It’s now been a little over a month since I left for my adventure abroad, and I have already learned so much more about this country. It is confirmed: London, and the United Kingdom in general, is entirely different from the States. I’ve started adapting, trying to absorb some of the culture, and here’s what I’ve discovered so far.
The British are entirely too obsessed with the concept of “topping up.” If you don’t know what I mean by that, it is basically having a card and adding money to it. I know it sounds simple, kind of like a debit card. The concept is that money is taken away from the debit card and put on things such as a mobile card or a subway card. It’s not necessarily something unheard of in the States; we just don’t advertise it as much as they do here. Absolutely everything is about topping up – I feel like British people just like using that phrase, rather than actually thinking that having four hundred different rechargeable cards is effective. I’ve topped up my cards a million times already, and it’s pretty annoying.
Another reason I’m not a fan of the financial system here is the use of different kinds of cards. I was told that the cards I carry, mostly Visa and MasterCard, are accepted almost all over the world, and they generally are. What they don’t tell you (but really should be the only thing they tell you) is that here in Britain, they don’t use the traditional credit cards that we have in the States. Theirs are different; they have a chip built into the card. The chip idea is actually quite brilliant and allows for easy use of the card, kind of like the PayPass system. You simply insert the end of the card with the chip into the machine, type in your pin and you’re good to go. A tiny bit faster than swiping your card.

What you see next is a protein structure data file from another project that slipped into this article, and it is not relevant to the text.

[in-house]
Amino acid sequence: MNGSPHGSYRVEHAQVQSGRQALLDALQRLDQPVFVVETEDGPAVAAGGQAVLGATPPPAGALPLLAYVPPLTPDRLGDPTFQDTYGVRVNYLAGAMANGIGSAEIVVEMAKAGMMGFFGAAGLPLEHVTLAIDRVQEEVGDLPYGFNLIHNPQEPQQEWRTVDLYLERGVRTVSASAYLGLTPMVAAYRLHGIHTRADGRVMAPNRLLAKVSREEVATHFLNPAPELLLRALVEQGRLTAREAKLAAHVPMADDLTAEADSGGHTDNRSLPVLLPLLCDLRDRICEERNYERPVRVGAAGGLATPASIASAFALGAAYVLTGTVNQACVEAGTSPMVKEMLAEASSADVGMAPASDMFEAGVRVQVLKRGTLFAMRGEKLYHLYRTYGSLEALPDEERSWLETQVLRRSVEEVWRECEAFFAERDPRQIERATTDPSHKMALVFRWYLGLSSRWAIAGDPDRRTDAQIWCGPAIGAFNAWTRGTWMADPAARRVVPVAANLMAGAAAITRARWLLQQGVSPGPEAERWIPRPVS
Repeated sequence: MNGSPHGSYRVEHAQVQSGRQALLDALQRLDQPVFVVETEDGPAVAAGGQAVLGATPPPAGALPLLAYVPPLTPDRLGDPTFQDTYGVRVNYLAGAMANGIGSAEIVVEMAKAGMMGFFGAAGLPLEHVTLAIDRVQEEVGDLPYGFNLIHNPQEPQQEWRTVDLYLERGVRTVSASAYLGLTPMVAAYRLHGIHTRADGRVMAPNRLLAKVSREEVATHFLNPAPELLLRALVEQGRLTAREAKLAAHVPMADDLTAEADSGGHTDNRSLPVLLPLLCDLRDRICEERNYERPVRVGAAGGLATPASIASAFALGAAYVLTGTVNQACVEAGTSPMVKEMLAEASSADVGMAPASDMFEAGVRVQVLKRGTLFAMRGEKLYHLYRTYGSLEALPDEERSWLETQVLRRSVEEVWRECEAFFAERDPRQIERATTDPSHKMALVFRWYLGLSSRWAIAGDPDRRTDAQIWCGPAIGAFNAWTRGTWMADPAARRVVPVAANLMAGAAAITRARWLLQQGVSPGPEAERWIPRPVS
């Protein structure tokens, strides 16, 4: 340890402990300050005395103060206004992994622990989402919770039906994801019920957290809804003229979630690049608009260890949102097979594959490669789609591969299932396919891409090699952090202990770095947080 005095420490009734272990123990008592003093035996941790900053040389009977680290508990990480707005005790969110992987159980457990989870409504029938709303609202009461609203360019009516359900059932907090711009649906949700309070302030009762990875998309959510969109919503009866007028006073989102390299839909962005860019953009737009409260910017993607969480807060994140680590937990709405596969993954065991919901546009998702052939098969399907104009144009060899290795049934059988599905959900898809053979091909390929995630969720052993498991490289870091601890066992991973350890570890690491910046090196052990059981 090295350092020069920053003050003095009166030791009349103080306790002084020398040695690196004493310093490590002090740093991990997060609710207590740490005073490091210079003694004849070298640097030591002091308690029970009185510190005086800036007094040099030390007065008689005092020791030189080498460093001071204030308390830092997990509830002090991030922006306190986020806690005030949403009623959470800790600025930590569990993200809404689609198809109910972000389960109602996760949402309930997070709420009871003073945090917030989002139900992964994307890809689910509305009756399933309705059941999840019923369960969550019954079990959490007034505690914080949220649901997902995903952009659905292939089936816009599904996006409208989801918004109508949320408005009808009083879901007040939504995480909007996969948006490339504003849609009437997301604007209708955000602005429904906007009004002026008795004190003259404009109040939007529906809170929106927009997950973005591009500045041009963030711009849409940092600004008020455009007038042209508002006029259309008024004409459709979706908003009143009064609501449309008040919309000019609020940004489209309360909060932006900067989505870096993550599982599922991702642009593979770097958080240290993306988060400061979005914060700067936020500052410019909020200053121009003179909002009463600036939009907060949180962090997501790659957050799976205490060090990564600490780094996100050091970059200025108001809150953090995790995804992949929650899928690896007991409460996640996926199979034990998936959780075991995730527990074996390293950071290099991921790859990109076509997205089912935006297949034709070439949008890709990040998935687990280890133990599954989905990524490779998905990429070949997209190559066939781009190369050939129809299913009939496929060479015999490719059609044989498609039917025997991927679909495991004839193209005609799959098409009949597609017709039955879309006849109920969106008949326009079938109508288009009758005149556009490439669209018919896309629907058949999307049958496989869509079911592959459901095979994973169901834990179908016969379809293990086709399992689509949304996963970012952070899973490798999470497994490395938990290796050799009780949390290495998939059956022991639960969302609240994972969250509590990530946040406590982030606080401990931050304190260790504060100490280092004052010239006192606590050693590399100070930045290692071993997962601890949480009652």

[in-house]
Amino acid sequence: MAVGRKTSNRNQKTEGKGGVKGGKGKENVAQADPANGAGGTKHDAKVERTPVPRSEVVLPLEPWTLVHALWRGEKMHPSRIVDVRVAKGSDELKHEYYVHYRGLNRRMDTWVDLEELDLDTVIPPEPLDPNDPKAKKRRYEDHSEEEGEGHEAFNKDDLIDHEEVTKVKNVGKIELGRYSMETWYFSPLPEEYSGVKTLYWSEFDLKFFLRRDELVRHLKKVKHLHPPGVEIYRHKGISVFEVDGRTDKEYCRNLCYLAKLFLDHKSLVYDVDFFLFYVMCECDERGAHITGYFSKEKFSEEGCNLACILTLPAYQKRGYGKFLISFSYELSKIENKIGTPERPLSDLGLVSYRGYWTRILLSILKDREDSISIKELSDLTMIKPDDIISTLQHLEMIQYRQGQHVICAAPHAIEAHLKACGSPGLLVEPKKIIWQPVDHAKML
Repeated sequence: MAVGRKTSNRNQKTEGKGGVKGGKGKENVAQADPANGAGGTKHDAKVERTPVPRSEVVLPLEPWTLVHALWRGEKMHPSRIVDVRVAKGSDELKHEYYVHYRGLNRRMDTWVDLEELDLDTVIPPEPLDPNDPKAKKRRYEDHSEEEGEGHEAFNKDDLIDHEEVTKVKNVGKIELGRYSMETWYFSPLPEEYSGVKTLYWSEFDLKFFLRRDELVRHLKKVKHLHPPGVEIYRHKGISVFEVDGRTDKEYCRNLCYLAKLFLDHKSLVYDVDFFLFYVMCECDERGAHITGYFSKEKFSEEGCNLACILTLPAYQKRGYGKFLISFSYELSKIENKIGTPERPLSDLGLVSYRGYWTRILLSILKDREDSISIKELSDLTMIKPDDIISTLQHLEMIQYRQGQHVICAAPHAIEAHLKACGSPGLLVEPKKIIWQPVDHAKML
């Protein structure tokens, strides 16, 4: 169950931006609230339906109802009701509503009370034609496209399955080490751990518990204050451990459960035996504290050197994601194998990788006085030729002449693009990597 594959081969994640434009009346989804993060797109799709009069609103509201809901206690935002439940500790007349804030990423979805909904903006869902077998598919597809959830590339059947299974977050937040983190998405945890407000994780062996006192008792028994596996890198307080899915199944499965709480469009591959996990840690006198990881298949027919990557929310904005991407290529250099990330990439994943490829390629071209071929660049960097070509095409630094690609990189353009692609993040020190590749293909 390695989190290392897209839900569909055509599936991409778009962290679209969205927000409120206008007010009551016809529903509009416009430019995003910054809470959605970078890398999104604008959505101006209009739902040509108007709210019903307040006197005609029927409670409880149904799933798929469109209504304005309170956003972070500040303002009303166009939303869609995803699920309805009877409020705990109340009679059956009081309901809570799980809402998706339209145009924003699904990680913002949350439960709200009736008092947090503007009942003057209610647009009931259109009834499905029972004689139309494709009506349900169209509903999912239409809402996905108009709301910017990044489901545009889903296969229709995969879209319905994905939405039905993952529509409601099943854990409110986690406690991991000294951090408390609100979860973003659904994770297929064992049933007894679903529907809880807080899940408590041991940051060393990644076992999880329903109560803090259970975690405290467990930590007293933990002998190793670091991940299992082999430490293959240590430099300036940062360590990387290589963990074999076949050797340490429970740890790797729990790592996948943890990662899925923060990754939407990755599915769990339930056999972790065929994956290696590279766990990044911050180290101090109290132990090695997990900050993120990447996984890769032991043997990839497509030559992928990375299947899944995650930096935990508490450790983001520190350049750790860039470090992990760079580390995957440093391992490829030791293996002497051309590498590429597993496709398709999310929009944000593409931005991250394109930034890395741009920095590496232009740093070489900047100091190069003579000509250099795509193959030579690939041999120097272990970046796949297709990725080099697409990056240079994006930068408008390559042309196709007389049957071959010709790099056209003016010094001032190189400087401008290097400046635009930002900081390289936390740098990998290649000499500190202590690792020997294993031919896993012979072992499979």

But back to what I was saying, what they don’t tell you is that many places don’t accept cards without the chip built in, so if you come from a place like, say, the United States and carry chip-less cards, it is a huge pain to find a place to use them. Most places have an old swipe machine in the back closet, but these don’t include the subway station and McDonalds, for example.
School in London is also a bit different. They like to do more of a one-day-a-week structure, rather than spreading the classes throughout the week like we do. I know some Case students have had classes like that, but it’s different when all your classes are like that. Each class runs about three and a half hours, with usually a 20-minute break halfway; the first half is a lecture and the second half is a seminar.
I actually really like this structure. Having more time for class seems much more effective than trying to split that up among several days. This also means that professors aren’t parading you with homework to make sure you’ve caught up on the required work. They expect you to just…do the work on your own, because you want to learn and all that. You also get more free time because all your class time is so concentrated. Long weekends provide excellent opportunities for travel, so I don’t mind London generating more free time for me. Cheers!